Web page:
As will be understood with reference to the paragraphs and the referenced drawings, provided above, various embodiments of computer-implemented methods are provided herein, some of which can be performed by various embodiments of apparatuses and systems described herein and some of which can be performed according to instructions stored in non-transitory computer-readable storage media described herein. Still, some embodiments of computer-implemented methods provided herein can be performed by other apparatuses or systems and can be performed according to instructions stored in computer-readable storage media other than that described herein, as will become apparent to those having skill in the art with reference to the embodiments described herein. Any reference to systems and computer-readable storage media with respect to the following computer-implemented methods is provided for explanatory purposes, and is not intended to limit any of such systems and any of such non-transitory computer-readable storage media with regard to embodiments of computer-implemented methods described above. Likewise, any reference to the following computer-implemented methods with respect to systems and computer-readable storage media is provided for explanatory purposes, and is not intended to limit any of such computer-implemented methods disclosed herein.

The flowchart and block diagrams in the Figures illustrate the architecture, functionality, and operation of possible implementations of systems, methods and computer program products according to various embodiments of the present invention. In this regard, each block in the flowchart or block diagrams may represent a module, segment, or portion of code, which comprises one or more executable instructions for implementing the specified logical function(s). It should also be noted that, in sonic alternative implementations, the functions noted in the block may occur out of the order noted in the figures. For example, two blocks shown in succession may, in fact, be executed substantially concurrently, or the blocks may sometimes be executed in the reverse order, depending upon the functionality involved. It will also be noted that each block of the block diagrams and/or flowchart illustration, and combinations of blocks in the block diagrams and/or flowchart illustration, can be implemented by special purpose hardware-based systems that perform the specified functions or acts, or combinations of special purpose hardware and computer instructions.

The descriptions of the various embodiments of the present invention have been presented for purposes of illustration, but are not intended to be exhaustive or limited to the embodiments disclosed. Many modifications and variations will be apparent to those of ordinary skill in the art without departing from the scope and spirit of the described embodiments. The terminology used herein was chosen to best explain the principles of the embodiments, the practical application or technical improvement over technologies found in the marketplace, or to enable others of ordinary skill in the art to understand the embodiments disclosed herein.

As used herein, the singular form “a”, “an” and “the” include plural references unless the context clearly dictates otherwise.

The word “exemplary” is used herein to mean “serving as an example, instance or illustration”. Any embodiment described as “exemplary” is not necessarily to be construed as preferred or advantageous over other embodiments and/or to exclude the incorporation of features from other embodiments.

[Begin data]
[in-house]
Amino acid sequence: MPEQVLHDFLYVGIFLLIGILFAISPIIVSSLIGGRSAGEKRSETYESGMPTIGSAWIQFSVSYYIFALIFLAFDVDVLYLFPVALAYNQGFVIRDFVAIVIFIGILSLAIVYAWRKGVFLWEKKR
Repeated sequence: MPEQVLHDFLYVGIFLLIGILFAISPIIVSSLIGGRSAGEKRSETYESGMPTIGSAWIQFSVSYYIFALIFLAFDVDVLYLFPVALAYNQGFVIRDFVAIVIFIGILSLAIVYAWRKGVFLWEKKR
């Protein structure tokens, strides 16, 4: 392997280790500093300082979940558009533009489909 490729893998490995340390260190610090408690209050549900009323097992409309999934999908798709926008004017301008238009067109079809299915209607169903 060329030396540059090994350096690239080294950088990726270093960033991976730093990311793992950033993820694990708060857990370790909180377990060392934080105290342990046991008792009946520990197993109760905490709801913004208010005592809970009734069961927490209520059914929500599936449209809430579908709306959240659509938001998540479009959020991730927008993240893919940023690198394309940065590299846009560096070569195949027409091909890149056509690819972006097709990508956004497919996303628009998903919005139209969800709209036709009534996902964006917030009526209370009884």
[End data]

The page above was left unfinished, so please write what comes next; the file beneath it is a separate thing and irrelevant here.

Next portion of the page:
It is appreciated that certain features of the invention, which are, for clarity, described in the context of separate embodiments, may also be provided in combination in a single embodiment. Conversely, various features of the invention, which are, for brevity, described in the context of a single embodiment, may also be provided separately or in any suitable subcombination or as suitable in any other described embodiment of the invention. Certain features described in the context of various embodiments are not to be considered essential features of those embodiments, unless the embodiment is inoperative without those elements.

The above-described processes including portions thereof can be performed by software, hardware and combinations thereof. These processes and portions thereof can be performed by computers, computer-type devices, workstations, processors, micro-processors. other electronic searching tools and memory and other non-transitory storage-type devices associated therewith. The processes and portions thereof can also be embodied in programmable non-transitory storage media, for example, compact discs (CDs) or other discs including magnetic, optical, etc., readable by a machine or the like, or other computer usable storage media, including magnetic, optical, or semiconductor storage, or other source of electronic signals.

The processes (methods) and systems, including components thereof, herein have been described with exemplary reference to specific hardware and software. The processes (methods) have been described as exemplary, whereby specific steps and their order can be omitted and/or changed by persons of ordinary skill in the art to reduce these embodiments to practice without undue experimentation. The processes (methods) and systems have been described in a manner sufficient to enable persons of ordinary, skill m the art to readily adapt other hardware and software as ma be needed to reduce any of the embodiments to practice without undue experimentation and using conventional techniques.

Although the invention has been described in conjunction with specific embodiments thereof, it is evident that many alternatives, modifications and variations will he apparent to those skilled in the art. Accordingly, it is intended to embrace all such alternatives, modifications and variations that fall within the spirit and broad scope of the appended claims.